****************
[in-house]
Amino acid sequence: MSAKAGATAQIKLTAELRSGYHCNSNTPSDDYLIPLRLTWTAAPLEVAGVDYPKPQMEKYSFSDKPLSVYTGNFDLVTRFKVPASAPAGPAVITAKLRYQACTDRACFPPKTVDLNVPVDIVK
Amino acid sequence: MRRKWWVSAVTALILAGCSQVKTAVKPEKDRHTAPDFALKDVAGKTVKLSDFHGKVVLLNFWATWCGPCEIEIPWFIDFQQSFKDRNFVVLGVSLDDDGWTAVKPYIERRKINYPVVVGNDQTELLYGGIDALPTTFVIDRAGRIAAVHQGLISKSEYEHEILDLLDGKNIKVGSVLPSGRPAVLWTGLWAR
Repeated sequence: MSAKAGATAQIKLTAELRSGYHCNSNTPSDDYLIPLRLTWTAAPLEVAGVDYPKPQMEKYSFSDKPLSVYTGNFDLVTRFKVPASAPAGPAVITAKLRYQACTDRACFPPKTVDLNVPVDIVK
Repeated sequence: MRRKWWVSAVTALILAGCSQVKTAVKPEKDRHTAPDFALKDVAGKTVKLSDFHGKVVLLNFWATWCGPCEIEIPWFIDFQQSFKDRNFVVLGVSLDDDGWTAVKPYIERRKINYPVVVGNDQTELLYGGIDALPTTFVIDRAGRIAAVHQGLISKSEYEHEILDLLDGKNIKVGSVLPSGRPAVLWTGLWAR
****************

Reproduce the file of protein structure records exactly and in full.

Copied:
[in-house]
Amino acid sequence: MSAKAGATAQIKLTAELRSGYHCNSNTPSDDYLIPLRLTWTAAPLEVAGVDYPKPQMEKYSFSDKPLSVYTGNFDLVTRFKVPASAPAGPAVITAKLRYQACTDRACFPPKTVDLNVPVDIVK
Amino acid sequence: MRRKWWVSAVTALILAGCSQVKTAVKPEKDRHTAPDFALKDVAGKTVKLSDFHGKVVLLNFWATWCGPCEIEIPWFIDFQQSFKDRNFVVLGVSLDDDGWTAVKPYIERRKINYPVVVGNDQTELLYGGIDALPTTFVIDRAGRIAAVHQGLISKSEYEHEILDLLDGKNIKVGSVLPSGRPAVLWTGLWAR
Repeated sequence: MSAKAGATAQIKLTAELRSGYHCNSNTPSDDYLIPLRLTWTAAPLEVAGVDYPKPQMEKYSFSDKPLSVYTGNFDLVTRFKVPASAPAGPAVITAKLRYQACTDRACFPPKTVDLNVPVDIVK
Repeated sequence: MRRKWWVSAVTALILAGCSQVKTAVKPEKDRHTAPDFALKDVAGKTVKLSDFHGKVVLLNFWATWCGPCEIEIPWFIDFQQSFKDRNFVVLGVSLDDDGWTAVKPYIERRKINYPVVVGNDQTELLYGGIDALPTTFVIDRAGRIAAVHQGLISKSEYEHEILDLLDGKNIKVGSVLPSGRPAVLWTGLWAR